Egypt's homegrown terrorists
01 August, 2005
By Yasser Latif Hamdani
The British Muslim connection to 7/7 was expected. After all proliferation of the radicalized Salafi Islam within expatriate communities is no secret. It has been going on for the last 20 years.
The rise of organisations like Hizbut Tahrir and Al Muhajiroun in the United Kingdom and elsewhere was viewed with alarm but no solid intellectual movement was organized within the Islamic sphere to counter them. Their connection to seminaries in Lahore, Karachi, Islamabad and Peshawar was also to be expected. Most British Muslims happen to be of South Asian origin and we as Pakistanis had allowed the American sponsored Jehad against Godless Soviet Russia to flourish from our heartland. So London bombing and the connection to Pakistan was logical. However what was not logical was that the Egyptian government would turn around and blame the terror attacks on its soil on Pakistan as well. It would therefore be worthwhile to dwell on the history of Islamic revival and radical Islamism in the Muslim world.
Egypt is where it all started as early as 1928. Indeed it was not as much a reaction to non-Muslims or even colonial rule as it was opposed to its own co-religionists. According to Albert Hourani, the 1930s saw the Muslim world as a whole enter a liberal age when Muslim nationalism grew exponentially on the premises of modernism and reform. Ikhawan-ul-Muslimeen or the Muslim Brotherhood was organized around the premise of Islamic revival in order to combat the menace of this liberal Muslim nationalism, which threatened to liberate women and reform Islamic societies all over. The Ikhwan gave an alternative to this Muslim Nationalism. It sought a return to Islam as practiced by the "Salaf" and to wage "Jehad" against the enemies of Islam. At first the Ikhwan was enlisted by the Egyptian government under Gemal Abdel Nasser to make common cause against Israel and its western allies, but later he repressed them. They were given a new lease of life by Nasser's successor, Anwar Saadat, but it cost him his life. Since Saadat's assassination, Egypt has followed a strict policy of exerting state control over religion, while tolerating extremist religious groups on the fringe. Though, after the 1997 bombing, Hosni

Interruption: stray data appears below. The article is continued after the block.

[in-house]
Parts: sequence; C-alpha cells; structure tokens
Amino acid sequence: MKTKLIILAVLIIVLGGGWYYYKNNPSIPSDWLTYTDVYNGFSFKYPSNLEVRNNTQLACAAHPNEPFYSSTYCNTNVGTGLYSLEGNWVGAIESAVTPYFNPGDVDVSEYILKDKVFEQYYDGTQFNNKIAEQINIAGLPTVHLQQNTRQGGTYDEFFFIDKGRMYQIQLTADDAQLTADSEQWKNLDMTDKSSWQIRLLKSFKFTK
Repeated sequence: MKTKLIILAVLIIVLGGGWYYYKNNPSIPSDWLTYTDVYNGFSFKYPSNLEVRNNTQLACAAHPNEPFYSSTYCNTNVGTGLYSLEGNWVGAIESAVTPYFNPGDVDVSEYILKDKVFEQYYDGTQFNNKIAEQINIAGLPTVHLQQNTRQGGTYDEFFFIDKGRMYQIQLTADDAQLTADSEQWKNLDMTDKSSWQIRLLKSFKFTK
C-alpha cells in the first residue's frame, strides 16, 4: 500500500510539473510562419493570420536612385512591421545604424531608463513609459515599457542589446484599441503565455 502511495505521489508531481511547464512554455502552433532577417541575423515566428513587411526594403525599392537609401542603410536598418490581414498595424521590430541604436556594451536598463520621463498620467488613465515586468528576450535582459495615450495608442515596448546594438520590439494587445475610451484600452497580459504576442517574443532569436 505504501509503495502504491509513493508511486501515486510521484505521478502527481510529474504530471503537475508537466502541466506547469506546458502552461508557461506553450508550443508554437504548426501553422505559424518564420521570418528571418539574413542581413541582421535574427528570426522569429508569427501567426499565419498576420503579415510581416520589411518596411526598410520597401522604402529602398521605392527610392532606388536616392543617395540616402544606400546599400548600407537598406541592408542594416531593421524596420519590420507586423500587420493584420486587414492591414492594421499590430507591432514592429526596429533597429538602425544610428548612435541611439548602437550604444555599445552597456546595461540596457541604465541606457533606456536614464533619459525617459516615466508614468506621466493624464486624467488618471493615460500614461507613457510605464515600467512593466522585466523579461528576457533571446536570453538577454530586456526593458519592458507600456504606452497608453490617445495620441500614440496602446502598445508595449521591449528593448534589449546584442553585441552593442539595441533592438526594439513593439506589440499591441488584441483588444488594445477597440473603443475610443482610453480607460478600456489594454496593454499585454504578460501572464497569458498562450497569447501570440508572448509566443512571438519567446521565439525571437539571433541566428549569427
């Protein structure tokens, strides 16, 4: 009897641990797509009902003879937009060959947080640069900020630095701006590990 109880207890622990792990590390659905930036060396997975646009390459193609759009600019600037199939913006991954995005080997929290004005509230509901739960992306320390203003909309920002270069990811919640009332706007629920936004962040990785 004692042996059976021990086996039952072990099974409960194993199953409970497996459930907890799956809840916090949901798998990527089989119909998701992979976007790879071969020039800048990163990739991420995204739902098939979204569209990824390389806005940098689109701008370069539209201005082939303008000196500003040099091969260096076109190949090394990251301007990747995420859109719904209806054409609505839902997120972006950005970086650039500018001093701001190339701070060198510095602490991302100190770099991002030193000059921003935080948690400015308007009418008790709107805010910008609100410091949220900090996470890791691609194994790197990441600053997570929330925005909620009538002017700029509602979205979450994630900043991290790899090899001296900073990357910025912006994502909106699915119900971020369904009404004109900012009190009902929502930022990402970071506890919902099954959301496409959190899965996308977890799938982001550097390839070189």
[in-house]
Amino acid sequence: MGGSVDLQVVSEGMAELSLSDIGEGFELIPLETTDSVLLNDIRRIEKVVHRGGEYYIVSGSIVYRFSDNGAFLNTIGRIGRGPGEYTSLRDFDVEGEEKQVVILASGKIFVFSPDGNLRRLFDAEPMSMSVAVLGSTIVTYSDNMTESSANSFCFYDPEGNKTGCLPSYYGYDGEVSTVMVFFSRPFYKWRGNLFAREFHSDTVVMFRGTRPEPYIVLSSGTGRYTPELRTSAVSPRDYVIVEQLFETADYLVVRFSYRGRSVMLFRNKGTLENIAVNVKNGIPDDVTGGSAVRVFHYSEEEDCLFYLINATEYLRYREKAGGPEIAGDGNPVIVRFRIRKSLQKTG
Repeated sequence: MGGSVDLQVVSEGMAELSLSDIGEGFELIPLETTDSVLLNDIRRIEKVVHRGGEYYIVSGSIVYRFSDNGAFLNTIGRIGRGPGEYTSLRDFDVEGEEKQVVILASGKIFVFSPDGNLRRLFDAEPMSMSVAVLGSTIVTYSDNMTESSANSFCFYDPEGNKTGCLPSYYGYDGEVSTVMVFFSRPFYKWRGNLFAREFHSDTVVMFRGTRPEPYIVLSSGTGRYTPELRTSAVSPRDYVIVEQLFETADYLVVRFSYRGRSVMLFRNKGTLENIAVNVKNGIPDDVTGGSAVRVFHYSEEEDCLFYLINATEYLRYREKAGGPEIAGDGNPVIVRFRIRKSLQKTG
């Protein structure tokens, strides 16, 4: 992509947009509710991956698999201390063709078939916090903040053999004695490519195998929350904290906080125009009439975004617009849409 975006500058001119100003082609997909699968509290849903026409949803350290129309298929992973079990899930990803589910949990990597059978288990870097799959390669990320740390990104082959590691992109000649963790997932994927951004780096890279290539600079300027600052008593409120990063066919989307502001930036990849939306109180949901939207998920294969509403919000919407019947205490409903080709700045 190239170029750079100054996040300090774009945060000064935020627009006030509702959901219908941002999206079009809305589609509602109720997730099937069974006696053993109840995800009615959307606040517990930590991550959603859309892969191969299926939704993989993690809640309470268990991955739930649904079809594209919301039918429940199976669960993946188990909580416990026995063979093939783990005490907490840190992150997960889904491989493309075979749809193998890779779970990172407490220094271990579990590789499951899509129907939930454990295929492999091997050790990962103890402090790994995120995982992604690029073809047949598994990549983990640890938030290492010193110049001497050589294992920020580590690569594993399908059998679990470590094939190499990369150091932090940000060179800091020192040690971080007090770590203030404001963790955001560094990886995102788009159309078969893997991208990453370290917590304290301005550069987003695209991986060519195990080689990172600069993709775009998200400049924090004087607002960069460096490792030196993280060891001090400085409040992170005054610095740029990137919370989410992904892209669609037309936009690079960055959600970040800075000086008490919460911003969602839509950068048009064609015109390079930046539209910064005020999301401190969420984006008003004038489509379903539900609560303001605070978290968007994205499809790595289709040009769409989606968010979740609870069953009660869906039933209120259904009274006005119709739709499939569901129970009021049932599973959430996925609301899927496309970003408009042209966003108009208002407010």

Mubarik went after the Islamists with significant resolve, the latest bombing in Egypt is a manifestation of those fringe groups. Ikhwan's condemnation of terrorism notwithstanding, it can hardly be denied that this movement of Islamic revival, persecuted and cornered into a movement of radicalism and terrorism, is the motivation behind the terrorist attack on Sharm Al Sheik. The victims were not Americans, Britons or Israelis but Egyptians themselves, mostly Muslims, whose only fault was that they were having a good time at a resort. Indeed something is amiss in al-Masr. The 9/11 mastermind Muhammad Ata was from Egypt. So is Aiman Al Zawahiri, the number 2 man in the Al Qaeda terror network. Mr Zawahiri once part of the Ikhwan and was imprisoned for his role in the Saadat Murder case. It is therefore alarming that the regime in Egypt would cynically seek an easy scapegoat in Pakistan, instead of looking for clues within.
There are three very important lessons to be learnt from the Egyptian terror bombing. First: Autocratic governments in Muslim societies more often than not create conditions for Islamic revival and radicalism even if inadvertently. This is as true of Egypt as of Iran, Algeria or even Pakistan. Second: Repression has its limitations. This is why democracy is the preferred alternative.
Democracy forces fringe groups to compromise and tone down their rhetoric and extremism as real politic dictates it. The Muslim masses have shown on numerous occasions that their concerns are this worldly as opposed to otherworldly which is why religious clerics have never won at any free polls in the Islamic world. Third and perhaps the most important lesson for Pakistanis: We must realize that Pan-Islamism is a spent force. Our Muslim brothers are always the first ones to send us down the river and we have already been bitten one too many times. In recent times, Libya, Iran and now Egypt all have ratted the first opportunity they got. So it is time we place Pakistan's well-being and its future before that of a chimerical Ummah.